By: Chris Hodges, editor-in-chief
I knew relatively little about Advent Rising prior to playing it other than that it was a sci-fi action/adventure game, it was written by Ender’s Game author Orson Scott Card, and that it was planned to be a trilogy but never went past the first game thanks to poor sales and lukewarm critical reception. It was still with a fair amount of excitement that I booted it up for the first time, as it just seemed like the type of game I would enjoy.
After a CG intro, the introductory game playsequence was quite impressive and grand in scale, with the player having to guide a spacecraft into the docking bay of a space station. Its purpose was primarily that of a slightly interactive opening credits sequence, but it still left a great first impression of the possibilities in store for me on this journey.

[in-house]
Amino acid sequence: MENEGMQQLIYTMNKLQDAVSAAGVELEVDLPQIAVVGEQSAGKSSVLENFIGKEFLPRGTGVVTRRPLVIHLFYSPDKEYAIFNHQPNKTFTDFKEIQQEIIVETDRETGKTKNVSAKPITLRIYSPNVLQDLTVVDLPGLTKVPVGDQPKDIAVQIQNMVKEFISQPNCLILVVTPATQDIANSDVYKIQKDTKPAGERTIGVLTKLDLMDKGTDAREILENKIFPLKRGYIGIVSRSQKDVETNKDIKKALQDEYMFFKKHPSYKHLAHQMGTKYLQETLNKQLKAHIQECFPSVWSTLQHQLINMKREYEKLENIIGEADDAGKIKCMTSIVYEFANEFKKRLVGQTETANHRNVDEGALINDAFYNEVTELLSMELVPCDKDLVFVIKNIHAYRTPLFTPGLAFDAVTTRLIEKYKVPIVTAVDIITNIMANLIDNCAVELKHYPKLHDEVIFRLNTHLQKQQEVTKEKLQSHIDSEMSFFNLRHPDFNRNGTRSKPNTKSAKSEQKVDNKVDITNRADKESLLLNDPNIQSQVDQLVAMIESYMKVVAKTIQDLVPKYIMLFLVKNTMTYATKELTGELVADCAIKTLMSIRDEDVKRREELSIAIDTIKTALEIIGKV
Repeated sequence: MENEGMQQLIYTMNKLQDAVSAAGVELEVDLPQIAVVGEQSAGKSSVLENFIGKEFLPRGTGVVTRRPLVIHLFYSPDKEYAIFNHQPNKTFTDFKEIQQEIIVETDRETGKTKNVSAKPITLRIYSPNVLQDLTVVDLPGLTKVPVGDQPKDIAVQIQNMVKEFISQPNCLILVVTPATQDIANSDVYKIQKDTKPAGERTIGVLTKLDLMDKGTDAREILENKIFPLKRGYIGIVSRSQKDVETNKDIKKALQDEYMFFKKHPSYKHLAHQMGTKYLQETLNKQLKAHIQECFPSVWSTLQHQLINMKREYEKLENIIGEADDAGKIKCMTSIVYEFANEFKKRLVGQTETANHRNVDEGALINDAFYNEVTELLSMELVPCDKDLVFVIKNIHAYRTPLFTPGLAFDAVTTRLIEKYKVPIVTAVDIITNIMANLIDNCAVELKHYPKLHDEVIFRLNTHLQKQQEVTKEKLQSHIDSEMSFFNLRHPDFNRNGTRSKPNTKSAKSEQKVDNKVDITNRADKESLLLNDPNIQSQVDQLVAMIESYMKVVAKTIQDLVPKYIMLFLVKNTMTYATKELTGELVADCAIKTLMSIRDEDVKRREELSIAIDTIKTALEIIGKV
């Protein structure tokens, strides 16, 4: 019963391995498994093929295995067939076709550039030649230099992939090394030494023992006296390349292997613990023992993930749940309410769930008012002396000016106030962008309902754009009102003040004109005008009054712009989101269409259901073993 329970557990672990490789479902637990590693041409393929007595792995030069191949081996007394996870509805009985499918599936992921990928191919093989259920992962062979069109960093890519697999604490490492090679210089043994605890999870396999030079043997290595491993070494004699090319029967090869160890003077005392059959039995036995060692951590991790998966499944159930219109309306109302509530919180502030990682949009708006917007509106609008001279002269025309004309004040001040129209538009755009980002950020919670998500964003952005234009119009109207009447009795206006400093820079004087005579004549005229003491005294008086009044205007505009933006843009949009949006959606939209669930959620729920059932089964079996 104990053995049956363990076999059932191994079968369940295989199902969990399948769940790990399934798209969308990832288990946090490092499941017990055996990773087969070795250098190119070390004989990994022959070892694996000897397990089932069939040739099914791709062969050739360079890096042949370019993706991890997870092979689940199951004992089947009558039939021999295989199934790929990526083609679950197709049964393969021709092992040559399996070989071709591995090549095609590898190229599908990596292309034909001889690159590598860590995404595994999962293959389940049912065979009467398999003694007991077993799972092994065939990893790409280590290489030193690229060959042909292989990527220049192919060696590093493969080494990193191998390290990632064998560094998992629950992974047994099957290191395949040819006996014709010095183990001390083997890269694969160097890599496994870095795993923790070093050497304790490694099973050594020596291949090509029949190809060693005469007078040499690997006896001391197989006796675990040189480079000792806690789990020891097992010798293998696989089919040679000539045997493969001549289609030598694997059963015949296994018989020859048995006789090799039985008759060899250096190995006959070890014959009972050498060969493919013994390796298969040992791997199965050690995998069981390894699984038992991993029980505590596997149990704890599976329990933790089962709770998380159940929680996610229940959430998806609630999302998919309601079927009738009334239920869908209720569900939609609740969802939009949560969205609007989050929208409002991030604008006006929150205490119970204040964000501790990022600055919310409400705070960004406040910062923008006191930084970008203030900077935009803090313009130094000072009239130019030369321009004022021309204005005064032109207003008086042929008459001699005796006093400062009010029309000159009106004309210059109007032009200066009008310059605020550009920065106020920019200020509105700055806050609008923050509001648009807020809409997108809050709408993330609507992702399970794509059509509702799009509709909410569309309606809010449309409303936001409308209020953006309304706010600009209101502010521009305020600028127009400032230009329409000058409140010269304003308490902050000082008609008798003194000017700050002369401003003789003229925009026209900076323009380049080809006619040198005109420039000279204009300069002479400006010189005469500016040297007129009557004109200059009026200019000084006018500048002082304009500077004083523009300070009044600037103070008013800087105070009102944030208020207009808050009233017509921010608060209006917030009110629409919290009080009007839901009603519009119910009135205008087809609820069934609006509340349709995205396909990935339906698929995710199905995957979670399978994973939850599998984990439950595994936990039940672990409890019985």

The visuals of this game are expectedly dated, and while I wouldn’t put them in the top tier of Xbox titles in terms of pure technical prowess they are still impressive, especially in the large scale of many of the environments. I was never entirely sold on the artistic choice of the long, lanky character models, but that is more a conflict in my own personal taste than a legitimate critique. As you walk around the space station, you definitely get a sense of the love and care that was put into building this world, as the station feels like a living, breathing environment full of NPCs going about their business and monitors broadcasting live news feeds. The designers really went the extra mile to add little immersive visual visual touches throughout the game, including characters who not only have completely different outfits from one scene to the next but even change hairstyles – women for instance may be wearing their hair in a casual ponytail when they are working, but then have their hair up and styled in scenes where they are dressed up for a fancy event – details that even many modern games don’t bother with. The environments themselves offer a pretty impressive amount of destructibility, with columns breaking apart from stray gunfire and crates flying every which way when something explodes near them. This collateral damage seems to become progressively more noticeable as the game goes on, and whether it is a result of the structures and objects reacting naturally to the increasing amount of pyrotechnics on display or simply a clever trick played by the developers to just make the later environments easier to break down so you can see the result of your ever-increasing power, it works.